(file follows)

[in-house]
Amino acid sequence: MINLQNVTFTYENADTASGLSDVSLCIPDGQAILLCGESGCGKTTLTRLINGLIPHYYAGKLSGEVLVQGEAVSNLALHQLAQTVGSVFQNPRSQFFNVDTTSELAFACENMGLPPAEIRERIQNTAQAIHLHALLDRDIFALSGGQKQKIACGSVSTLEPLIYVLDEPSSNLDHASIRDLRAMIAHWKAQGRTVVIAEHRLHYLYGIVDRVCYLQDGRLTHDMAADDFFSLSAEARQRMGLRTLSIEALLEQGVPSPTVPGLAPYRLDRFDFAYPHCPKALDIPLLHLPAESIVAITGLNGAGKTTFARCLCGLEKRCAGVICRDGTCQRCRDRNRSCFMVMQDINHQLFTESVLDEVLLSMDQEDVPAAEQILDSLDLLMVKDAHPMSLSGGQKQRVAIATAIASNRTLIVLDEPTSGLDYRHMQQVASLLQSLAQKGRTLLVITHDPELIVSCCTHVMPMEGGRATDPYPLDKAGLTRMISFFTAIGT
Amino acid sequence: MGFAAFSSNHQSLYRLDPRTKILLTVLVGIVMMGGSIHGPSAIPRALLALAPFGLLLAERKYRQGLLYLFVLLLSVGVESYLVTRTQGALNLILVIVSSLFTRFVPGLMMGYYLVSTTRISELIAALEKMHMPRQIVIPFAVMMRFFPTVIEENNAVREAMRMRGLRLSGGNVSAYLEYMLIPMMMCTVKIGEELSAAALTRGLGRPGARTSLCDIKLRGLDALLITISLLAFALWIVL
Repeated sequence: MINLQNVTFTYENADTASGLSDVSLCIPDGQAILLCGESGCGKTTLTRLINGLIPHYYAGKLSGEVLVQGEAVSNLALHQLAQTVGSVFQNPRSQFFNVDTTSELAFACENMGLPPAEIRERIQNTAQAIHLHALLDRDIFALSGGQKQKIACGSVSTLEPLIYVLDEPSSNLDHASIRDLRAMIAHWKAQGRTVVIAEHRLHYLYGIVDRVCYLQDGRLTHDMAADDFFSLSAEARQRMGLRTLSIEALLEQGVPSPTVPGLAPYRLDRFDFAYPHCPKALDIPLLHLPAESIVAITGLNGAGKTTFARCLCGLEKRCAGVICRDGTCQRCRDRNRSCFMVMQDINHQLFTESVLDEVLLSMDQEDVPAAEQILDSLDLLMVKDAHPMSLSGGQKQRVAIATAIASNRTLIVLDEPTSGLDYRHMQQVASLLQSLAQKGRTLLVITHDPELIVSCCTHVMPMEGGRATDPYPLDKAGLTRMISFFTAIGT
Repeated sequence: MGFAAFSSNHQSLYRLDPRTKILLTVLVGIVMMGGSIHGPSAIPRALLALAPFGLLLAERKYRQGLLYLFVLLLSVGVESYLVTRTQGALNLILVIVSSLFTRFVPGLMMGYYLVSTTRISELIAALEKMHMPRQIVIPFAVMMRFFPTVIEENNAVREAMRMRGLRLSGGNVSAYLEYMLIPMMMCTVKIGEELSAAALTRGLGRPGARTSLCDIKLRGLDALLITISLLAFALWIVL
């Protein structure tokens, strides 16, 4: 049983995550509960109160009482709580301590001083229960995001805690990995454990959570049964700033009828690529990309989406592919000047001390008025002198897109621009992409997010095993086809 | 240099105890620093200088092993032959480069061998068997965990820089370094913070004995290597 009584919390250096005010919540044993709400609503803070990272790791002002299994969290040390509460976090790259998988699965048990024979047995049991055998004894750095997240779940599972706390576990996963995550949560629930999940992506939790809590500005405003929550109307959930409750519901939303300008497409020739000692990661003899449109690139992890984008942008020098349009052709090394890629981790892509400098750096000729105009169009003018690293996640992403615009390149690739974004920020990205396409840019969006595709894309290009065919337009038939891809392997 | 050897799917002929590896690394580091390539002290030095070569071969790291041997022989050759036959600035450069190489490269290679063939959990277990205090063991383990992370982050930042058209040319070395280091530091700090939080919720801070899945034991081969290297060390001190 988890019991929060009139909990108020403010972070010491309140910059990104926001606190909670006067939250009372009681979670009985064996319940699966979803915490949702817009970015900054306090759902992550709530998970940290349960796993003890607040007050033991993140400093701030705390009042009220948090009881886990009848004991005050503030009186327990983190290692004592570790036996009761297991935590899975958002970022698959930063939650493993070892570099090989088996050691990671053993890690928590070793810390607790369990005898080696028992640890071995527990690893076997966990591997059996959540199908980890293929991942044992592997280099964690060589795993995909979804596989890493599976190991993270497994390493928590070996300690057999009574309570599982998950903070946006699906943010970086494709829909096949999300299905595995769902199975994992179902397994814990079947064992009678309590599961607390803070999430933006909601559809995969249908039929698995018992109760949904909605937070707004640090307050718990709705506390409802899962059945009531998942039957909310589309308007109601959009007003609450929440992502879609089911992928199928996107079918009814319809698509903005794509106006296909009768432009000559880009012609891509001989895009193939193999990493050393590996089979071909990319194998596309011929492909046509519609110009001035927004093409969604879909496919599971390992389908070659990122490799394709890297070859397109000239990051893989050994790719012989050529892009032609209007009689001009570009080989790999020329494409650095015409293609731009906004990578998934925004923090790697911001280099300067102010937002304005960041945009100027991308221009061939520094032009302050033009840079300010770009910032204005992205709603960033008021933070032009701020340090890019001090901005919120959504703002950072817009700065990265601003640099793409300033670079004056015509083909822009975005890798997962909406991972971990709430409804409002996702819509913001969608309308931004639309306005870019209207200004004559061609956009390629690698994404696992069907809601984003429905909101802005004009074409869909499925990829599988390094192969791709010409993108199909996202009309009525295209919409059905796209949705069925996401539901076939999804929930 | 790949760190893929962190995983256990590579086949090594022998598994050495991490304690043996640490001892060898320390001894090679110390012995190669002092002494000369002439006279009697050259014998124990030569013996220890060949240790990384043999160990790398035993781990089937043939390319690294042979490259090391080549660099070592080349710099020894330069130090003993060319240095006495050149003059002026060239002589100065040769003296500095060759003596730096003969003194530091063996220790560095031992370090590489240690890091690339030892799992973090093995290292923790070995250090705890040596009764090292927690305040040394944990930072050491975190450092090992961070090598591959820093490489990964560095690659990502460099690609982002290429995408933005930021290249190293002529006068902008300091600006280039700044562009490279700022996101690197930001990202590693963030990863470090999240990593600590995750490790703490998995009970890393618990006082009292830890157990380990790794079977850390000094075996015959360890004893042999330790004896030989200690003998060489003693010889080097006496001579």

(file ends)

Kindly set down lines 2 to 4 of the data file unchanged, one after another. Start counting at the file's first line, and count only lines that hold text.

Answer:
Amino acid sequence: MINLQNVTFTYENADTASGLSDVSLCIPDGQAILLCGESGCGKTTLTRLINGLIPHYYAGKLSGEVLVQGEAVSNLALHQLAQTVGSVFQNPRSQFFNVDTTSELAFACENMGLPPAEIRERIQNTAQAIHLHALLDRDIFALSGGQKQKIACGSVSTLEPLIYVLDEPSSNLDHASIRDLRAMIAHWKAQGRTVVIAEHRLHYLYGIVDRVCYLQDGRLTHDMAADDFFSLSAEARQRMGLRTLSIEALLEQGVPSPTVPGLAPYRLDRFDFAYPHCPKALDIPLLHLPAESIVAITGLNGAGKTTFARCLCGLEKRCAGVICRDGTCQRCRDRNRSCFMVMQDINHQLFTESVLDEVLLSMDQEDVPAAEQILDSLDLLMVKDAHPMSLSGGQKQRVAIATAIASNRTLIVLDEPTSGLDYRHMQQVASLLQSLAQKGRTLLVITHDPELIVSCCTHVMPMEGGRATDPYPLDKAGLTRMISFFTAIGT
Amino acid sequence: MGFAAFSSNHQSLYRLDPRTKILLTVLVGIVMMGGSIHGPSAIPRALLALAPFGLLLAERKYRQGLLYLFVLLLSVGVESYLVTRTQGALNLILVIVSSLFTRFVPGLMMGYYLVSTTRISELIAALEKMHMPRQIVIPFAVMMRFFPTVIEENNAVREAMRMRGLRLSGGNVSAYLEYMLIPMMMCTVKIGEELSAAALTRGLGRPGARTSLCDIKLRGLDALLITISLLAFALWIVL
Repeated sequence: MINLQNVTFTYENADTASGLSDVSLCIPDGQAILLCGESGCGKTTLTRLINGLIPHYYAGKLSGEVLVQGEAVSNLALHQLAQTVGSVFQNPRSQFFNVDTTSELAFACENMGLPPAEIRERIQNTAQAIHLHALLDRDIFALSGGQKQKIACGSVSTLEPLIYVLDEPSSNLDHASIRDLRAMIAHWKAQGRTVVIAEHRLHYLYGIVDRVCYLQDGRLTHDMAADDFFSLSAEARQRMGLRTLSIEALLEQGVPSPTVPGLAPYRLDRFDFAYPHCPKALDIPLLHLPAESIVAITGLNGAGKTTFARCLCGLEKRCAGVICRDGTCQRCRDRNRSCFMVMQDINHQLFTESVLDEVLLSMDQEDVPAAEQILDSLDLLMVKDAHPMSLSGGQKQRVAIATAIASNRTLIVLDEPTSGLDYRHMQQVASLLQSLAQKGRTLLVITHDPELIVSCCTHVMPMEGGRATDPYPLDKAGLTRMISFFTAIGT